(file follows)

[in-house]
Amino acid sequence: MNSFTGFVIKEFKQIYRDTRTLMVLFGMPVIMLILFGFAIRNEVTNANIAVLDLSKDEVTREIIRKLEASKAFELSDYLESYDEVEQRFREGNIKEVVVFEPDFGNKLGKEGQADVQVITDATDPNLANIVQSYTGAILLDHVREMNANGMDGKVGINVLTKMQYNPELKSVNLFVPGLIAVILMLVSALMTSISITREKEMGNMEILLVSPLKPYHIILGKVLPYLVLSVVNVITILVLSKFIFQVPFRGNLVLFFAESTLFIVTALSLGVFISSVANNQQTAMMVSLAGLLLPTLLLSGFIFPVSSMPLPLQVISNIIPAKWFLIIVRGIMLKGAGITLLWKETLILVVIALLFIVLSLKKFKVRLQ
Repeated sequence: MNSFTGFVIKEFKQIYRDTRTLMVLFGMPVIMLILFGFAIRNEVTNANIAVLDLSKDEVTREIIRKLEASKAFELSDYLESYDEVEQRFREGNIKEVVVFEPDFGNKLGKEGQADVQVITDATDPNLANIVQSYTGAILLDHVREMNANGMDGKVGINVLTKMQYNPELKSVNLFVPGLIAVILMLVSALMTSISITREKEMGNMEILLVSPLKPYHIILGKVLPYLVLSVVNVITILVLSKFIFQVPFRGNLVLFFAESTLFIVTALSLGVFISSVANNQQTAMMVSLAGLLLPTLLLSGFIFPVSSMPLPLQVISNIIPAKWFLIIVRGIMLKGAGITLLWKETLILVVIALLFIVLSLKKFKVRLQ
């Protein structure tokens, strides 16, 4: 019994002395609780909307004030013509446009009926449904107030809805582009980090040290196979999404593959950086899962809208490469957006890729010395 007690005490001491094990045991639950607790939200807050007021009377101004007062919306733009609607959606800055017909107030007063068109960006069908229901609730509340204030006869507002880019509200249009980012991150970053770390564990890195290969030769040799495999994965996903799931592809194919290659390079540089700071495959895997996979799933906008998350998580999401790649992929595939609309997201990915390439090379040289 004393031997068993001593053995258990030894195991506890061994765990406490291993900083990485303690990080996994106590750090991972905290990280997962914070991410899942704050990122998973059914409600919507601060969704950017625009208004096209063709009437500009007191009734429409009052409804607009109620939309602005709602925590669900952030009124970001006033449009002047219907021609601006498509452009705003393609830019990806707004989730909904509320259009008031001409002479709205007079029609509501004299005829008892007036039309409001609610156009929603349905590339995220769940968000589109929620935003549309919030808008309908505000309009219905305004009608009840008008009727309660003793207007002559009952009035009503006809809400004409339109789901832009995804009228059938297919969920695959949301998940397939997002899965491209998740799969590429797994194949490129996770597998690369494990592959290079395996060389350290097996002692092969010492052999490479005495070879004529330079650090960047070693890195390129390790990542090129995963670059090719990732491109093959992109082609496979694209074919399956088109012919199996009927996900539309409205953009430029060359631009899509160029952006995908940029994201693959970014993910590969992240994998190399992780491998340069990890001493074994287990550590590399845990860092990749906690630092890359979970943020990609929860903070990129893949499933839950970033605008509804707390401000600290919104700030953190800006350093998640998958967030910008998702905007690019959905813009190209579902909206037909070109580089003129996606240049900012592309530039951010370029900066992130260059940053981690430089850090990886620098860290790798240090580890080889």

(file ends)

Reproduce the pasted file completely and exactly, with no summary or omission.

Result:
[in-house]
Amino acid sequence: MNSFTGFVIKEFKQIYRDTRTLMVLFGMPVIMLILFGFAIRNEVTNANIAVLDLSKDEVTREIIRKLEASKAFELSDYLESYDEVEQRFREGNIKEVVVFEPDFGNKLGKEGQADVQVITDATDPNLANIVQSYTGAILLDHVREMNANGMDGKVGINVLTKMQYNPELKSVNLFVPGLIAVILMLVSALMTSISITREKEMGNMEILLVSPLKPYHIILGKVLPYLVLSVVNVITILVLSKFIFQVPFRGNLVLFFAESTLFIVTALSLGVFISSVANNQQTAMMVSLAGLLLPTLLLSGFIFPVSSMPLPLQVISNIIPAKWFLIIVRGIMLKGAGITLLWKETLILVVIALLFIVLSLKKFKVRLQ
Repeated sequence: MNSFTGFVIKEFKQIYRDTRTLMVLFGMPVIMLILFGFAIRNEVTNANIAVLDLSKDEVTREIIRKLEASKAFELSDYLESYDEVEQRFREGNIKEVVVFEPDFGNKLGKEGQADVQVITDATDPNLANIVQSYTGAILLDHVREMNANGMDGKVGINVLTKMQYNPELKSVNLFVPGLIAVILMLVSALMTSISITREKEMGNMEILLVSPLKPYHIILGKVLPYLVLSVVNVITILVLSKFIFQVPFRGNLVLFFAESTLFIVTALSLGVFISSVANNQQTAMMVSLAGLLLPTLLLSGFIFPVSSMPLPLQVISNIIPAKWFLIIVRGIMLKGAGITLLWKETLILVVIALLFIVLSLKKFKVRLQ
């Protein structure tokens, strides 16, 4: 019994002395609780909307004030013509446009009926449904107030809805582009980090040290196979999404593959950086899962809208490469957006890729010395 007690005490001491094990045991639950607790939200807050007021009377101004007062919306733009609607959606800055017909107030007063068109960006069908229901609730509340204030006869507002880019509200249009980012991150970053770390564990890195290969030769040799495999994965996903799931592809194919290659390079540089700071495959895997996979799933906008998350998580999401790649992929595939609309997201990915390439090379040289 004393031997068993001593053995258990030894195991506890061994765990406490291993900083990485303690990080996994106590750090991972905290990280997962914070991410899942704050990122998973059914409600919507601060969704950017625009208004096209063709009437500009007191009734429409009052409804607009109620939309602005709602925590669900952030009124970001006033449009002047219907021609601006498509452009705003393609830019990806707004989730909904509320259009008031001409002479709205007079029609509501004299005829008892007036039309409001609610156009929603349905590339995220769940968000589109929620935003549309919030808008309908505000309009219905305004009608009840008008009727309660003793207007002559009952009035009503006809809400004409339109789901832009995804009228059938297919969920695959949301998940397939997002899965491209998740799969590429797994194949490129996770597998690369494990592959290079395996060389350290097996002692092969010492052999490479005495070879004529330079650090960047070693890195390129390790990542090129995963670059090719990732491109093959992109082609496979694209074919399956088109012919199996009927996900539309409205953009430029060359631009899509160029952006995908940029994201693959970014993910590969992240994998190399992780491998340069990890001493074994287990550590590399845990860092990749906690630092890359979970943020990609929860903070990129893949499933839950970033605008509804707390401000600290919104700030953190800006350093998640998958967030910008998702905007690019959905813009190209579902909206037909070109580089003129996606240049900012592309530039951010370029900066992130260059940053981690430089850090990886620098860290790798240090580890080889």